Skip to: Content | Footer | Accessibility | Site Policies | Site Map
Al-Anon and Alateen Family Groups in Santa Barbara

New to Al-Anon?

Your first time in Al-Anon can be very uncomfortable; everybody seems to know what is going on, except you. This is normal. If you keep coming back, you will eventually understand the meeting.

Click on the question tabs to see to answers to some of the more frequently asked questions from Al-Anon newcomers.

What is a "Beginners or Newcomers" Meeting?

These meetings are usually a series of six held before the regular meeting or in a separate group. They are led by experienced Al-Anon/Alateen members, who explain alcoholism as a disease with far-reaching effects. Beginners' meetings may focus on the first three Steps to introduce newcomers to our program and acquaint them with various basic pieces of literature. This is the only open meeting offered in the district at this time, except for the Saturday Speakers Meeting.

An open Al-Anon meeting allows attendance by people who are not families and friends of alcoholics but who are interested in learning about Al-Anon Family Groups. People who may come to open Al-Anon meetings occasionally include students and professionals who work with alcoholics and their families.

Generally, Al-Anon group meetings are "closed," limited to members and prospective members, giving them the freedom to share and listen to the experience, strength, and hope of one another on a confidential and anonymous basis.

What can I expect at a meeting?

Each person attending an Al-Anon meeting can expect to hear stories of hope and courage that others in the fellowship have experienced in their life situations. In hearing each other's stories, we begin to have insights in how we can better our own life's situation and to find courage within ourselves to make choices which lead to inner peace. Each meeting has a different format with a different feel. It is suggested to try six different meetings to discover which meetings and formats works the best for you.

Are there dues or fees?

There are no dues or fees in Al-Anon. Each meeting is self supporting through the members contribution. A collection basket is passed at the end of the meeting and each person individually decides what amount (or none) is comfortable for them to contribute. The money is used to pay for the facility to hold the meeting and to support any structure for the continuation of the meeting. When financial hardship befalls a member, a member can choose to serve in other ways, such as taking on a service position of treasurer or secretary. In giving back to the "thing" that fills us, we are blessed to receive the extra gifts of Al-Anon.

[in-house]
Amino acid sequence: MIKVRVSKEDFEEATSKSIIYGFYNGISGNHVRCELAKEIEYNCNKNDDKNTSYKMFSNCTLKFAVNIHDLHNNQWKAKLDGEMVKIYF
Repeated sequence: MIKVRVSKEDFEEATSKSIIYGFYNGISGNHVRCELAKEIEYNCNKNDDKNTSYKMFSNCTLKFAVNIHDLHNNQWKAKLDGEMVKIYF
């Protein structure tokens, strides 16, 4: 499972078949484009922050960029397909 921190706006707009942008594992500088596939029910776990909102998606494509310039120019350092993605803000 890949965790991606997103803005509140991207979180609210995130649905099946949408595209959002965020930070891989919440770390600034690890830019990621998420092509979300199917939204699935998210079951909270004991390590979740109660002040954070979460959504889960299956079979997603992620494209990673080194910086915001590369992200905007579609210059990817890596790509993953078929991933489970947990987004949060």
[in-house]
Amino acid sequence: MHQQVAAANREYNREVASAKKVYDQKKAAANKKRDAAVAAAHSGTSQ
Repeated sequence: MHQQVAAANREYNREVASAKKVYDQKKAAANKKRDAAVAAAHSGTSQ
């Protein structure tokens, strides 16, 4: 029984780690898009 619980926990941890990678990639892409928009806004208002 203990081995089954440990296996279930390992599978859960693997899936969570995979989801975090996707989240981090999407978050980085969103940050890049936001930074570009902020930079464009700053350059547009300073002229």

Is Al-Anon a religious organization?

Al-Anon is not a religion or a religious organization. Al-Anon supports any religious faith or none. The Al-Anon philosophy is to embrace all religious practices, but to not mention or bring into discussion during a meeting any specific philosophy outside of the Al-Anon principles. Yet, Al-Anon is a Spiritual program and encourages each member to discover for him or herself their own personal inner connection with a Power greater than themselves as they understand it.

What if I don't like my first meeting?

A meeting that you attend may or may not resonate with you. This is why it is suggested that you try six different meetings to see if a particular meeting resonates with you more than another meeting and if the Al-Anon program has something to offer you in your current life situation. One of the popular sayings in Al-Anon is to "Take What You Like and Leave the Rest". In this slogan, we can remember to keep coming back and that we may hear in what another member shares the exact thing we were working on in our own life. Becoming willing to heal from the affects of alcoholism takes courage and strength and we often realize that in coming to Al-Anon we are ready to take that journey with the help of others who are also on that journey.

Is Al-Anon right for me if I have a problem with someone else’s substance abuse?

Al-Anon's third Tradition states that the only requirement for Al-Anon membership is that there be a problem of alcoholism in a relative or friend. Al-Anon requests that sharing during meetings be focused on self and the effect of alcoholism on one's own life. When you attend a meeting, you will likely meet others affected by addiction in a friend or loved one. You are encouraged to speak with these people after and between meetings for support. Suggested reading: At first, I didn't think I belonged in Al-Anon.

How can I get the most from Al-Anon, what do I need to do?

By just going to meetings, sitting in a chair and listening to other members share, you will be gaining a tremendous amount to help you in your life situation. We never need to share our own story, but we believe it helps to voice the thoughts in our mind when we feel comfortable to do so. After awhile you may discover that the program is working for you and that working the 12-steps is a way to take it to that next level. Many people in the program get a sponsor at this point to help them work the 12-steps. In working the 12-steps we put to paper the fears and worry's that we have been often carrying around for years, we become open to real inner freedom from our past thoughts and beliefs which no longer serve us. Finally we can take on service positions at our meetings or even at the district level. We ultimately take to heart the principles of the Al-Anon program and we practice these principles in every aspect of our daily lives. From our own experience of freedom we are only too happy to help others in their personal journey to freedom. We may have come to Al-Anon because of another person's alcoholism, but we embrace the Al-Anon program for ourselves, for our own serenity.